2020 Women Who Mean Business honoree: Jenni Murphy
The connection between growing up on a farm in Eaton, Ohio, and helping shepherd detoured former college students in Sacramento toward their diplomas isn’t an obvious one, but Jenni Murphy embodies it.
“I’m hardworking and persistent, and when I fail, I get back up and keep growing. That’s the grit of our students,” said Murphy, dean of California State University Sacramento’s College of Continuing Education. “That’s part of why this feels like home to me.”
As head of the CCE, Murphy has thrived in running a school that has to be self-sustaining. One of her biggest success stories was ProjectAttain!, a program targeting the approximately 4.5 million Californians between the ages of 25 and 64 who’ve taken college credits but haven’t gotten a degree.
The effort has included coordinating with deans of other colleges at Sacramento State to offer summer courses to help those just short of graduation requirements find the classes needed to get their degrees.
“When you’re trying to attract a new business here, the first thing they’re going to ask is, ‘What are your college attainment numbers?”‘ said Sacramento State President Robert Nelsen. “Jenni saw that was a problem, did the research, and found that more than 65,000 people [in the region] were within five classes of graduating.”
Nelsen, who has been at Sacramento State since 2015, credits Murphy with helping boost the percentage of Sacramento State students who graduate within four years to 22% from 8%, while more than tripling the number of students taking summer classes to more than 6,000.
“There should be no shame if the traditional [education] model didn’t work out. There shouldn’t be barriers to return, but there are,” said Murphy, who added that items as seemingly trivial as a missed physical education class or a fine on a library book can be roadblocks to diplomas. “Life doesn’t always happen in that straight way, especially for students of color or women.”
Murphy’s efforts reflect the culmination of work experience that took her from hospitality and tourism to higher education after she found herself out of a job because of the dot-com implosion in 2001. Since joining Sacramento State’s CCE that year as a senior program manager, Murphy worked her way up and was appointed to associate dean in 2014 and, after two stints as interim dean, a full appointment as dean in 2018. Meanwhile, Murphy earned her MBA from University of Phoenix’s Roseville campus in 2002, and her doctorate in educational leadership from Sacramento State in 2012.
“Once I started, I realized it was a career path and that adult learning was a field in and of itself, and I wanted to stay,” she said. “When I was doing my doctorate work, that’s when I learned about the data of how many people start college and don’t finish.”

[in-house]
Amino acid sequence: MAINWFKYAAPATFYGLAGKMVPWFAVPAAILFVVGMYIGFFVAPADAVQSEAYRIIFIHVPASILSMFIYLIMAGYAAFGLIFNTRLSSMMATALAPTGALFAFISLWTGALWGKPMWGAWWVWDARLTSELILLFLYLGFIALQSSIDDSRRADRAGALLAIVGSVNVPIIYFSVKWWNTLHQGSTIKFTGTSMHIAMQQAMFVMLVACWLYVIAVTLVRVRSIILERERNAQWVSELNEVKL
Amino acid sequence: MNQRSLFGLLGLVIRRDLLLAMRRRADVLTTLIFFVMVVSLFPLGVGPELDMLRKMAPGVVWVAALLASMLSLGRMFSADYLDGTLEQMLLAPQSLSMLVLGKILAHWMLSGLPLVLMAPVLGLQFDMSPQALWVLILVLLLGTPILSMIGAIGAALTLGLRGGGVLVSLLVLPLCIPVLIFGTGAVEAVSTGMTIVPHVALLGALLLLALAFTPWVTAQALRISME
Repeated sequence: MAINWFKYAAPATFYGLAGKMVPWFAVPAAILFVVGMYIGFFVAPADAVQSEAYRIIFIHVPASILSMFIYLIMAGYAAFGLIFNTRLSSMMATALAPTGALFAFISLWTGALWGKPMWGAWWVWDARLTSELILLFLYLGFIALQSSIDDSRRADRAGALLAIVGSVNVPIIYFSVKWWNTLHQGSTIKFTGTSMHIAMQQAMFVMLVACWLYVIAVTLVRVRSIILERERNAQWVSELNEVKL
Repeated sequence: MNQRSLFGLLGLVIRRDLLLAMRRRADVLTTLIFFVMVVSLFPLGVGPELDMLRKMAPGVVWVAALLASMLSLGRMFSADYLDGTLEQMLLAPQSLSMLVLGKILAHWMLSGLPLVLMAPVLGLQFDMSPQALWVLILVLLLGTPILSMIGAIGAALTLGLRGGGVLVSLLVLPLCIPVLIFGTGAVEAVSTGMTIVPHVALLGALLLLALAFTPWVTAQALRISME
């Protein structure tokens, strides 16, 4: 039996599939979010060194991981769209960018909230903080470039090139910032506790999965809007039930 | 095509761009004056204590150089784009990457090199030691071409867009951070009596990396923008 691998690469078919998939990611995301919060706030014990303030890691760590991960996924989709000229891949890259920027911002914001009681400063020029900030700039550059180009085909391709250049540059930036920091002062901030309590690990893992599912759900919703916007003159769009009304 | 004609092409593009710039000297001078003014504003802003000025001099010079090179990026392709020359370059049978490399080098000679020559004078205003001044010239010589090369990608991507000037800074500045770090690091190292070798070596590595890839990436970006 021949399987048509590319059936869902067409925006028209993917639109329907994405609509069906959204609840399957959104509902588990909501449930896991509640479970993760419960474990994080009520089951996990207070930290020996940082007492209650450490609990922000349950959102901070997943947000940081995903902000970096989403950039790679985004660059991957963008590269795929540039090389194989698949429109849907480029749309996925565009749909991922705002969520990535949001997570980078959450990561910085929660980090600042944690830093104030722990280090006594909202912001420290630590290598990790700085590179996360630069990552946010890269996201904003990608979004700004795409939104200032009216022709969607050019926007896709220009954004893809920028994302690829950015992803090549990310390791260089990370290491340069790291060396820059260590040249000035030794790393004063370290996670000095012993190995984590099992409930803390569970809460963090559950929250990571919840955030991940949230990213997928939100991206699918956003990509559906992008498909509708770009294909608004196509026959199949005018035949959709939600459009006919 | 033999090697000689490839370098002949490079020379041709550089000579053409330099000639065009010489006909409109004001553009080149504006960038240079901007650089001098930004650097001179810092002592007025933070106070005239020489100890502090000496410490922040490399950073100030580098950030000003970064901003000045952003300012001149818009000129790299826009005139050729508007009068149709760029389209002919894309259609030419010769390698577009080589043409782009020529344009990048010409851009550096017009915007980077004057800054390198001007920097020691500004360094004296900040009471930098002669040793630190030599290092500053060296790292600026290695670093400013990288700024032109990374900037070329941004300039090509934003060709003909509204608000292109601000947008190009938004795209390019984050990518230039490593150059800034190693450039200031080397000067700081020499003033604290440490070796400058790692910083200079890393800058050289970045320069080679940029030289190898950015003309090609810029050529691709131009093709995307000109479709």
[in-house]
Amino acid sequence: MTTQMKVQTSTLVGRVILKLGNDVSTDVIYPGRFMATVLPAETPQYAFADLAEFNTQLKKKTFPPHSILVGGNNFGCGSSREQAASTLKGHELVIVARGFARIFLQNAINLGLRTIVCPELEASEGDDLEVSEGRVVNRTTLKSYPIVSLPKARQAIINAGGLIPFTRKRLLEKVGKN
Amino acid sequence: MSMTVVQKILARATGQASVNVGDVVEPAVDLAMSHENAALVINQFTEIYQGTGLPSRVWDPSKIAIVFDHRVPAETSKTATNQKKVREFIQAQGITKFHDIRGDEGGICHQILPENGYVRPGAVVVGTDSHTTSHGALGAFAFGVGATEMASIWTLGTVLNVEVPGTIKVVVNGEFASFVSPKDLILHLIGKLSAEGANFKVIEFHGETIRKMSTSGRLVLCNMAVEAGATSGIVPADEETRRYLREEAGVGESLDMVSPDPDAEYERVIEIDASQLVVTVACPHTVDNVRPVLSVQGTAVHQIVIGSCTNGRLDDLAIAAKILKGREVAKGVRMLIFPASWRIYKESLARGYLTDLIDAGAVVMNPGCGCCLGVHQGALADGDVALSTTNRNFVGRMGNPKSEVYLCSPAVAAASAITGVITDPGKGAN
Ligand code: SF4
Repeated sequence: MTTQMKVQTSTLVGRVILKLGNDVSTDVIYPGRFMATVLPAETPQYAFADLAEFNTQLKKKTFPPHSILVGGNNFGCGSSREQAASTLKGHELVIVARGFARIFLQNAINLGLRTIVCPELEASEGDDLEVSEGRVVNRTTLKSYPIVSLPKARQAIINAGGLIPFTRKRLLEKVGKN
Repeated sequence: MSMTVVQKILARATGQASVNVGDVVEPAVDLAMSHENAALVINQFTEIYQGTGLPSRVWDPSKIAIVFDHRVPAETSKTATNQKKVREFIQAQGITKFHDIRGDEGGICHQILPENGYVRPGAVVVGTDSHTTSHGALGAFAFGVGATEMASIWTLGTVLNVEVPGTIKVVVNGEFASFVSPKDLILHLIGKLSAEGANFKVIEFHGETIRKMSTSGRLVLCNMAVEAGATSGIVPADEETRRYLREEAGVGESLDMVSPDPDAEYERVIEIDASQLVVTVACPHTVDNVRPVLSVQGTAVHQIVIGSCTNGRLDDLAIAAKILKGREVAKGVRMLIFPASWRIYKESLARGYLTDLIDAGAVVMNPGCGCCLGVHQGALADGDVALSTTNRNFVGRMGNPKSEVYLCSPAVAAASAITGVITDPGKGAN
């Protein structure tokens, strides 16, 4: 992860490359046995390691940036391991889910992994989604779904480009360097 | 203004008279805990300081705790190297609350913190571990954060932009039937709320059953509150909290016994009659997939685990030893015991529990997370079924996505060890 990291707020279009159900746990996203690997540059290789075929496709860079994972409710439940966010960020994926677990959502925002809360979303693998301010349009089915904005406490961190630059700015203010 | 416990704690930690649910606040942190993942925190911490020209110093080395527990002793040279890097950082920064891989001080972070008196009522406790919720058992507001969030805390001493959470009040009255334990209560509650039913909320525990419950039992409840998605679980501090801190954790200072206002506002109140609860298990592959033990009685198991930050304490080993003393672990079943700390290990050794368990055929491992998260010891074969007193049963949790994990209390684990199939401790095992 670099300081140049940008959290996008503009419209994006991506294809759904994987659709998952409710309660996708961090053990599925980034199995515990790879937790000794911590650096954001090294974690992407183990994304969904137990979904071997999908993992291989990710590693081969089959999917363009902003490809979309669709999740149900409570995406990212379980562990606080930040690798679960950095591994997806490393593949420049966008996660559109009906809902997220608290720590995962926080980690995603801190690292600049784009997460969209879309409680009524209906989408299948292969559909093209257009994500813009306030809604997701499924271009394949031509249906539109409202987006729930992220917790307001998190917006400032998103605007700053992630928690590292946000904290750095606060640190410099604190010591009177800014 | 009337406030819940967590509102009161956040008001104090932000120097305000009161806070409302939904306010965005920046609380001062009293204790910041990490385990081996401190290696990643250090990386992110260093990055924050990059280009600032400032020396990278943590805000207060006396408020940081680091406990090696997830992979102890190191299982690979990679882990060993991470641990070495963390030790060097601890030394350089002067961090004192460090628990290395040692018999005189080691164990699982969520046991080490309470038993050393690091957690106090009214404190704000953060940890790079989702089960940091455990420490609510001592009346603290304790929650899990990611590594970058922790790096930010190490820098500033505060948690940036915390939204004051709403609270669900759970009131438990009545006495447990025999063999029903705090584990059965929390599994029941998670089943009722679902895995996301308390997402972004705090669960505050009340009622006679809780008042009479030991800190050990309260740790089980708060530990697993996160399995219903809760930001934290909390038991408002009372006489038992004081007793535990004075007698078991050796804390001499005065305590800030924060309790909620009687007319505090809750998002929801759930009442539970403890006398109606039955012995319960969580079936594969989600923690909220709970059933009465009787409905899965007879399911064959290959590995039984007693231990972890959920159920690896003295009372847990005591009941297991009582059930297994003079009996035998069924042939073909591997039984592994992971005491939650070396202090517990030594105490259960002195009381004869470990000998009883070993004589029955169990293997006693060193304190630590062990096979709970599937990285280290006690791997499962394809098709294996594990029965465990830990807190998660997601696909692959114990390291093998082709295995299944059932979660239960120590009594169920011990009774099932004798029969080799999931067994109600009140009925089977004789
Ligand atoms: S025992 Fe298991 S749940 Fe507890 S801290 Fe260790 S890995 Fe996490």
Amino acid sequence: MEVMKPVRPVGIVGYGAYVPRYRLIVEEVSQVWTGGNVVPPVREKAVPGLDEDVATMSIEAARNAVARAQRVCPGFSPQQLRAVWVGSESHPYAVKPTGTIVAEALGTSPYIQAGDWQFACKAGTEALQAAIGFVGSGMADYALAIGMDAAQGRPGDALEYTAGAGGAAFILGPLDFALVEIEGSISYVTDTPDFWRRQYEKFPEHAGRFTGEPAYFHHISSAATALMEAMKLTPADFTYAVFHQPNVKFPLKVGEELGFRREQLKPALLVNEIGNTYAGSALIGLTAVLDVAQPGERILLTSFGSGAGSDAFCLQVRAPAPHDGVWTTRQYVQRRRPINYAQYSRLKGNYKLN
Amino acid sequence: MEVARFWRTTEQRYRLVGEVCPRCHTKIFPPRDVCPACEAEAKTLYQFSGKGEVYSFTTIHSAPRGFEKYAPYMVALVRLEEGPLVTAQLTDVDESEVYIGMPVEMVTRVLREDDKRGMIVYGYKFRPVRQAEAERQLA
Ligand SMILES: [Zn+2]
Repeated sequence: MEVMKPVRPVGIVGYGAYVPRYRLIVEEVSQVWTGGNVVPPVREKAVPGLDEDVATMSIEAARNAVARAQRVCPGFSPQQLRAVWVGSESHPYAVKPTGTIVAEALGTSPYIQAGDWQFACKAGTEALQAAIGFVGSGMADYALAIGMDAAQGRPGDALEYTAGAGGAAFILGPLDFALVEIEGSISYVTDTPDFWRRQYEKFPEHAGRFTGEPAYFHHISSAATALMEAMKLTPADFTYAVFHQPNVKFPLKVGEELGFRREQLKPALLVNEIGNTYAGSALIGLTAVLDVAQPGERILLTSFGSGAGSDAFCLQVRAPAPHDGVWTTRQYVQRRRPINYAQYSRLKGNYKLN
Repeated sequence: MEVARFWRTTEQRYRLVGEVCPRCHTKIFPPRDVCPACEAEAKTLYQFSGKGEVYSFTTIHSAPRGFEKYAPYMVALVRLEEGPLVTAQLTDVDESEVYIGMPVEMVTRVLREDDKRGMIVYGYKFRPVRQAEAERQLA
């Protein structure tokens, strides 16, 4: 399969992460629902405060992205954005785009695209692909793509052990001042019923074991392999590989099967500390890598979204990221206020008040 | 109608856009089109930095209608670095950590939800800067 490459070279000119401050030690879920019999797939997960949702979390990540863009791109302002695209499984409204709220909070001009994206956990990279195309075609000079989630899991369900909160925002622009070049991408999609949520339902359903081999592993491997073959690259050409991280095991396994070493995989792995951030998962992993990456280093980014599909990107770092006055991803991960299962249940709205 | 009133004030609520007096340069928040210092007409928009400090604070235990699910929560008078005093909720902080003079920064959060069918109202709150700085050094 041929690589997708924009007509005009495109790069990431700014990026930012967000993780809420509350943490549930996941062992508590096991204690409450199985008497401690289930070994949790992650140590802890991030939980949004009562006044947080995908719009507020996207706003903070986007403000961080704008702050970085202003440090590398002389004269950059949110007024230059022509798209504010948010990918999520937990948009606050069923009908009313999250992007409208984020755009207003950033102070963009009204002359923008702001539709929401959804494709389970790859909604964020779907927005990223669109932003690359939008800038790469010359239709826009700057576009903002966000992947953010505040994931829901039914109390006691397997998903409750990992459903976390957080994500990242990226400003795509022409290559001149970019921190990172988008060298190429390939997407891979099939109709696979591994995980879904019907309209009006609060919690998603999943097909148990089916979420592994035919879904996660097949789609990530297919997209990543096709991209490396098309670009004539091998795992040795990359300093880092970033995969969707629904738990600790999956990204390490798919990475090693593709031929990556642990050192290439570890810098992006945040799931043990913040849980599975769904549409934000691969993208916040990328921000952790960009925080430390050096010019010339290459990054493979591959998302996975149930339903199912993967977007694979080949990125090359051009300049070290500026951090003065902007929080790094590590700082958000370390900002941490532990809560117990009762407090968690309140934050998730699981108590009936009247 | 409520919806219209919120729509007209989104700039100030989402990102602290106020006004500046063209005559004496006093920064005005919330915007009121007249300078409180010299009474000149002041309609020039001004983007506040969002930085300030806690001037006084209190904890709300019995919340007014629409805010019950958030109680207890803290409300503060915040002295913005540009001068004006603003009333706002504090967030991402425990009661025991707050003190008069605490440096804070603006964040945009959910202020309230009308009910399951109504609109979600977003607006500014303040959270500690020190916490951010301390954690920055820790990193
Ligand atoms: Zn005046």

Such work for the benefit of the community has also translated into the local nonprofit sector. In addition to serving as board chair at the Girl Scouts Heart of Central California (Murphy is a former Girl Scout as well as a troop leader for her daughter), Murphy since 2015 has worked with Sacramento-based The Impact Foundry, a resource center for Northern California nonprofit organizations. In addition to serving as a bridge between nonprofit organizations and higher-education institutions, Murphy has also been instrumental in helping many people who’ve long worked in nonprofits get their long-delayed degrees, according to The Impact Foundry Executive Director Kim Tucker.
While Murphy and Nelsen both acknowledged the additional challenges women may face when attempting to either get a degree or rise through the academic ranks, Murphy said she’s grateful to work within a California State University system “where there’s a focus on race and gender equality,” and credits Nelsen for helping to sharpen that focus at Sacramento State.
Meanwhile, like the college she leads, Murphy, according to both Nelsen and Tucker, conveys a down-to-earth attitude that runs counter to the ivory tower reputation often associated with educational institutions.
“She’s always so upbeat and positive about everything,” said Nelsen . “A lot of people see road blocks. She’s looking at ways to get around whatever’s blocking the road.”
“On an individual level, I’ll appreciate anyone who’ll sit down and drink a bourbon with me,” added Tucker. “She’s about being a real person doing real work in real-time situations.”
Title: Dean, College of Continuing Education, California State University Sacramento
Education: Doctorate in educational leadership, California State University Sacramento; MBA, University of Phoenix; B.A., communication, Arizona State University
Top lesson learned in 2020: “How to operationalize self-care and put on your oxygen mask first as a leader. It’s so very true that if you don’t take care of yourself, you can’t take care of others.”
Biggest hope for 2021: “Societal and political commitment to addressing racism, structural inequities and climate change.”
Most memorable mistake you’ve made during your career: “There are so many mistakes, but the ones I remember the most are the ones where I didn’t get back up and try again. I’ve really learned that it’s more important to recover and learn from your mistakes than to never make them.”
One piece of advice you’d give your 21-year-old self: “Keep going in the direction you want to go, even when there’s not a map, because finding your own way doesn’t always mean you are lost.”
From the Sacramento Business Journal: https://www.bizjournals.com/sacramento/news/2020/12/05/women-who-mean-business-jenni-murphy.html